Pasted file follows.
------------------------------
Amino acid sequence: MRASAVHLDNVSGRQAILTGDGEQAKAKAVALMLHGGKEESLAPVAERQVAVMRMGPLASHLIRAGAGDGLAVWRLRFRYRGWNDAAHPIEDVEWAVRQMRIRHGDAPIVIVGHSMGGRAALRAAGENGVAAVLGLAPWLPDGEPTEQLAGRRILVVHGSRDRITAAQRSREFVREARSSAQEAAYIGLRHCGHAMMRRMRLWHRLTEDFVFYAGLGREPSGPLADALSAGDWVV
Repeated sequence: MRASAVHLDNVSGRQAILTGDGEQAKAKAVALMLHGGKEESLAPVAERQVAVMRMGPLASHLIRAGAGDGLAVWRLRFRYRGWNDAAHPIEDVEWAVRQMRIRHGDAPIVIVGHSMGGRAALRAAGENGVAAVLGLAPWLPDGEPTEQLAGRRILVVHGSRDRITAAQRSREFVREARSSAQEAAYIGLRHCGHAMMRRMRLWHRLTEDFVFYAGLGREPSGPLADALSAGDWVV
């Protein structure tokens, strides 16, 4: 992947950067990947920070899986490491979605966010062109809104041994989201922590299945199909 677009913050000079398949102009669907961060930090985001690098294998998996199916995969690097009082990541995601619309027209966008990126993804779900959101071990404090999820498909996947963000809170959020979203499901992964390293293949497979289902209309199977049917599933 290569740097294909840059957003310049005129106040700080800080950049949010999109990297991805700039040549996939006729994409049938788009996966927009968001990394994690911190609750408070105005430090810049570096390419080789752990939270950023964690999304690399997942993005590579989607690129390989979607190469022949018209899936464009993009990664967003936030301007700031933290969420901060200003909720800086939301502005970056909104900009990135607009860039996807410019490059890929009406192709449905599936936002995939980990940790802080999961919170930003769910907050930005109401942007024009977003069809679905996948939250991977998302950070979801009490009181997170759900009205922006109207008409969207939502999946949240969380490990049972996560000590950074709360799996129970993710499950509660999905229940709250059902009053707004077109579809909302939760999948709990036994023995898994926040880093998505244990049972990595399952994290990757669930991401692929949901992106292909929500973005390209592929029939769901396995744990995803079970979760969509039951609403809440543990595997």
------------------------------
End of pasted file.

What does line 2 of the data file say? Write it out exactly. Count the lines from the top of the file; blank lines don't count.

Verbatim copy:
Repeated sequence: MRASAVHLDNVSGRQAILTGDGEQAKAKAVALMLHGGKEESLAPVAERQVAVMRMGPLASHLIRAGAGDGLAVWRLRFRYRGWNDAAHPIEDVEWAVRQMRIRHGDAPIVIVGHSMGGRAALRAAGENGVAAVLGLAPWLPDGEPTEQLAGRRILVVHGSRDRITAAQRSREFVREARSSAQEAAYIGLRHCGHAMMRRMRLWHRLTEDFVFYAGLGREPSGPLADALSAGDWVV